Sorcha Richardson Last TrainThere is a line in the eponymous track of Sorcha Richardson’s second EP ‘Last Train’ that gives a better idea to the paradox at the heart of its singer’s persona than this reviewer could hope to. The line goes “and I’m so claustrophobic/So don’t hold me so close/You know I’d be so lost/If you ever let me go” and if you understand that you can understand Sorcha Richardson, or at least you can begin to. You can understand how her voice sounds flat yet full of emotion and melody, you can understand how her songs are morose without ever being depressing and you can get how her lyrics pierce straight to the heart of what she wants to say but are never cruel or unwieldy.

On her ‘Sleep Will Set Me Free’ EP she penned songs of unusual emotional clarity like Alone and Higher. The respective lines from those songs, both addressed to a lover – “I’m better when I’m holding on to nothing/and I’ve got room to roam” and “‘cos you don’t take me higher/like you did before” – have such purpose and certainty that they make you want to coin the term “Richardsonian” as an adjective; no nonsense, no melodrama, just an honest emotion stated as fact. On this new EP such moments do arise, but as with other adjective-worthy individuals there is more to Ms Richardson than that alone.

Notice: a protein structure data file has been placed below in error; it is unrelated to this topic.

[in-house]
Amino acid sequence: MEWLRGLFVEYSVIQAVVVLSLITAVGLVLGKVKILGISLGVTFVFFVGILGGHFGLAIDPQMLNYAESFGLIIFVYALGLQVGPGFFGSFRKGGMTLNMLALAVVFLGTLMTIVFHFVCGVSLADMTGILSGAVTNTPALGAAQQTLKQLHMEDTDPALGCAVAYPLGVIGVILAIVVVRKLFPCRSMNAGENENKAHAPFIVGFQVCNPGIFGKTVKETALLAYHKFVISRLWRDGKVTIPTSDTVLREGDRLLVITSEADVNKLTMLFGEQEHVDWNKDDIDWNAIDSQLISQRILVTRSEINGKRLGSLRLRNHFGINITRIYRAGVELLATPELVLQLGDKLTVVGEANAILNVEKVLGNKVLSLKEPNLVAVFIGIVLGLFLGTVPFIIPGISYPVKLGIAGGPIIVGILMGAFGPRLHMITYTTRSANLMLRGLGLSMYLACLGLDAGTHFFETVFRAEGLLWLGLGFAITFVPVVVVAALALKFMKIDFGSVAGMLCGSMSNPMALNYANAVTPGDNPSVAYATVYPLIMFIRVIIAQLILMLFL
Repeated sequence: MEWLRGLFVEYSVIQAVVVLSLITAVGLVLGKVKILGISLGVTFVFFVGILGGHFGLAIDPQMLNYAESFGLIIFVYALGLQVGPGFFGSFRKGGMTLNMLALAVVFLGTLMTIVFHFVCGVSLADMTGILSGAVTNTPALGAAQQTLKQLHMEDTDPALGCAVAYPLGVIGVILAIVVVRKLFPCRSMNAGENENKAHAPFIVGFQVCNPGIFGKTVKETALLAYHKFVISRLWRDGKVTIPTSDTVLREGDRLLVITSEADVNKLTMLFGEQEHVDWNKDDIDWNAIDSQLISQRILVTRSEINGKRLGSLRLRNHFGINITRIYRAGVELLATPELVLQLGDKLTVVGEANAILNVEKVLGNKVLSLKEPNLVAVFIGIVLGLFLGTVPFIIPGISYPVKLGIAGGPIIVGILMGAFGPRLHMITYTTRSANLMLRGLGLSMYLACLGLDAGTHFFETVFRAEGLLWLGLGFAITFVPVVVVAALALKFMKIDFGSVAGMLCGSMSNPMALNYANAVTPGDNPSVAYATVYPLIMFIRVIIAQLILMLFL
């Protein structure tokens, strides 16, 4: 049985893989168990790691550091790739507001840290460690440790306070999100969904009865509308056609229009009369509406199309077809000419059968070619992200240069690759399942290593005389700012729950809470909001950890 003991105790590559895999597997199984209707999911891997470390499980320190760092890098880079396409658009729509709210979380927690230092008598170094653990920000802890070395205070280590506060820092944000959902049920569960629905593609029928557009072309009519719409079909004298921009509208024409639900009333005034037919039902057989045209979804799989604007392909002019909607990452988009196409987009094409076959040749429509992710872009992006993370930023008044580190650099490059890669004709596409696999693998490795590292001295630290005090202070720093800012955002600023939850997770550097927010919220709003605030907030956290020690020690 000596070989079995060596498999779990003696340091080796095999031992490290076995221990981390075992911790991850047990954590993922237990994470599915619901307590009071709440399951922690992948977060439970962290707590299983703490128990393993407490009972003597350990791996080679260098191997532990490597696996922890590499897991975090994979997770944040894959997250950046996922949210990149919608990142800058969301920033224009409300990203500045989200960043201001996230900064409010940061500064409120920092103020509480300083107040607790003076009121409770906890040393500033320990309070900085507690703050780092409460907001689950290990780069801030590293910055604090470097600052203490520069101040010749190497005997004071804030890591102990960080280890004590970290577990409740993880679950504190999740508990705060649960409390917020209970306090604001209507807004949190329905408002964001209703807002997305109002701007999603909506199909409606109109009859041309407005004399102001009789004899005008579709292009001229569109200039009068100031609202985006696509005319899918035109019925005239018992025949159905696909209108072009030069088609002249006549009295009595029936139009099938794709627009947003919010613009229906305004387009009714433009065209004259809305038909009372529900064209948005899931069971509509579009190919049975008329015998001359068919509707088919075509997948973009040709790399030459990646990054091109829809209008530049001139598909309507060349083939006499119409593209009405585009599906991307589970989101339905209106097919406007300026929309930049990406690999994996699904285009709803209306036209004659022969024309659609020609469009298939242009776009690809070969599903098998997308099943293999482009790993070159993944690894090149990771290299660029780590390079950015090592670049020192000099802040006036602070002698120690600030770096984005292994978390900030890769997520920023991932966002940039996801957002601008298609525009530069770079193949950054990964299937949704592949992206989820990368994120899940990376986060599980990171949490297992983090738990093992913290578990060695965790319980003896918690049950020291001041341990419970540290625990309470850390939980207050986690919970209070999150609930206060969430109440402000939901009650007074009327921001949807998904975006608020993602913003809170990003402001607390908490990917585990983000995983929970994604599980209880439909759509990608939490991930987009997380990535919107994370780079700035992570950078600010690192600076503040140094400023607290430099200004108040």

The opening track Last Train sticks very closely to her previous EP’s sense of melody and understated production, with a simple, clean guitar that flows unobtrusively through the track over which Sorcha’s voice softly rises and falls. The song is structured conventionally, but within that structure the melody moves in unexpected ways; if you were given the music and the lyric sheet you would sing the song very differently to how it appears here. In managing to be such an addictive song the pure poetry of its lyrics are a revelation. They wonderfully capture a sense of disillusionment – a desire to leave a place but also an anxiety around the person with whom we hope to escape – that is quite moving.

Following this is something of a tonal change from anxiety to grief (and it becomes necessary to remind the reader that if the record sounds depressing, it is this writer’s fault) with The First From Me That’s Flown. It is about the death of a close friend from cancer through the lens of survival, and it is this song that best manages to outline how Sorcha manages to gaze into the depths of misery without ever tumbling in. Because despite the subject matter – that of illness and death in which many writers like to wallow in self-pity – here the song finishes with “you’re the most beautiful I’ve ever known/And the first from me that’s flown”, a stoic optimism, a sense of loss punctuated if not encased by a sense of having briefly glimpsed something beautiful.

The final of the EP’s three original songs is called Do You Still and despite not quite reaching the musical standard of the opening track, it is another lyrically noteworthy track for how its first two verses are almost identical but substitute one word here and there to completely change the scene. The spare musical style Sorcha makes use of has served her well thus far, but with two EP’s now behind her she must be casting an eye towards an album. At the end of these three songs the sparseness of her production is still no hindrance to her, but it will be interesting to see if she will begin to step into more unusual territory in the future.